The Nantucket Sky in April 2014
The Maria Mitchell Observatory is named in honor of the first woman astronomer in the United States, a native of Nantucket.
MMO offers public stargazing twice a month at Loines Observatory (59 Milk Street), weather permitting. Please consult the MMA calendar for dates. Stargazing begins at 9:00 pm and ends at 10:30 pm. The Observatory has two telescopes, a beautifully refurbished antique 8-inch Clark telescope and our new state-of-the-art 24-inch research telescope. The evening will include telescopic viewing of the Moon when possible (with the crater named after Maria Mitchell), exploding stars, star clusters, galaxies and other celestial objects, as well as a comprehensive tour of the constellations.
If you’d like to know when noteworthy astronomical events are taking place such as solar flares, meteor showers or the International Space Station passes over Nantucket, be sure to subscribe to our AstroAlert notices or follow @ACKstronomy on Twitter so you won’t miss anything!
Quick glance: What’s in the sky over Nantucket right now!
1. The Sun
Sunrise (for the first and last days of the month): 6:23 am; 5:39 am
Sunset (for the first and last days of the month): 7:04 pm; 7:36 pm
A lunar eclipse will be visible from Nantucket on April 15th. The best time to see it (when the moon is completely in earth’s shadow) will be from 3:08 – 4:23 AM.
New Moon: April 28th First Quarter: April 7th Full Moon: April 15th Last Quarter: April 22nd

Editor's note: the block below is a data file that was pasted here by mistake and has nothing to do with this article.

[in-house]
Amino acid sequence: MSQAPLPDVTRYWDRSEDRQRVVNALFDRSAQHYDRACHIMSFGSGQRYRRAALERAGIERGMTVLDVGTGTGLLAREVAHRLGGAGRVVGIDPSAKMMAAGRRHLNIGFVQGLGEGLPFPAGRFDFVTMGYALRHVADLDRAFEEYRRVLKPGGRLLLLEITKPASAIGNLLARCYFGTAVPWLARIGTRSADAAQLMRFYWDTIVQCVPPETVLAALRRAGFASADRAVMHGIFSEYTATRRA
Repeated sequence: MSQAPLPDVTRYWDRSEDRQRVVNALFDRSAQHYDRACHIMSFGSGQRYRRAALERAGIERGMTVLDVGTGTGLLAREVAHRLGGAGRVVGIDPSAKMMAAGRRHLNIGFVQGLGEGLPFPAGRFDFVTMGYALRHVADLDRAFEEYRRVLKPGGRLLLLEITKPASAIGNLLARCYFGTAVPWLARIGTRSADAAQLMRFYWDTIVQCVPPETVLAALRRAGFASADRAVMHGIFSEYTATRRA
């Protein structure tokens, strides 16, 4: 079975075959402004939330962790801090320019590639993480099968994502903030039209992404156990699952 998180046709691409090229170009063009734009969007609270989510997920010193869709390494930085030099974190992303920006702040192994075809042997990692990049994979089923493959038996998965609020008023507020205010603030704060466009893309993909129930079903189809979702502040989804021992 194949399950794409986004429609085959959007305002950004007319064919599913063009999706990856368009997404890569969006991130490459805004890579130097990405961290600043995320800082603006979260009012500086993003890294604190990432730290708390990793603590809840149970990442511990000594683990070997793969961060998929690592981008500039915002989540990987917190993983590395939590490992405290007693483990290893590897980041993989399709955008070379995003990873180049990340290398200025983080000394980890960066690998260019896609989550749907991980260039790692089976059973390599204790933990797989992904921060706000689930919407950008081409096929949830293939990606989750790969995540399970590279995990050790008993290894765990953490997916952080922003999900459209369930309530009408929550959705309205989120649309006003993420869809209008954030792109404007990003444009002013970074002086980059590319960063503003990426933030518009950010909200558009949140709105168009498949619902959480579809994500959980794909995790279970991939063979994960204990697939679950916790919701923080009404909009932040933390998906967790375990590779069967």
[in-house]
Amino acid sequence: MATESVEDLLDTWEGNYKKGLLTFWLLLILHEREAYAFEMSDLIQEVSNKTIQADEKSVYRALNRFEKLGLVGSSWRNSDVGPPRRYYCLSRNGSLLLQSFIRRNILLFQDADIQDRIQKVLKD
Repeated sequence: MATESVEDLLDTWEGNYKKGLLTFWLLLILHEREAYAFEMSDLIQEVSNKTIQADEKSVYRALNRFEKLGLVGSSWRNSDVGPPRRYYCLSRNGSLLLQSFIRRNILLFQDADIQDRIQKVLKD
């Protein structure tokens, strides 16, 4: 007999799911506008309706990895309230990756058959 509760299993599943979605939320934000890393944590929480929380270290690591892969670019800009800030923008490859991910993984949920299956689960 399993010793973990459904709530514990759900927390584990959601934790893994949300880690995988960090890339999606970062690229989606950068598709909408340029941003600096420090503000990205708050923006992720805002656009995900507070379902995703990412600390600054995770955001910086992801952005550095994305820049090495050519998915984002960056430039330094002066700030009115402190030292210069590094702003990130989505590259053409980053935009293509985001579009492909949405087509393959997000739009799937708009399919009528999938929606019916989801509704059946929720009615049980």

The Moon is at its farthest position from the Earth (apogee) on April 8th and at its closest position (perigee) on April 23rd.
3. Planets visible with the unaided eye
Venus: The closest planet to Earth, Venus can be seen low in the eastern sky for about an hour before sunrise.
Mars: The red planet rises in the eastern sky around sunset and remains visible for the rest of the night. You’ll find it near the bright star Spica. This month is a good time to see Mars because it’s closest to Earth.
Jupiter: The solar system’s largest planet is visible from sunset until it sets around 1AM. You’ll find it between the bright stars Betelgeuse and Pollux.
Saturn: The ringed planet rises in the East around 10pm. Even a small telescope will reveal its rings.
4. Meteor showers
The Lyrids meteor shower takes place April 22nd and 23rd. Although not one of the most impressive meteor showers during the year, it’s possible to see about 20 shooting stars per hour at its peak. This meteor shower is produced by dust left behind from comet C/1861 G1 Thatcher.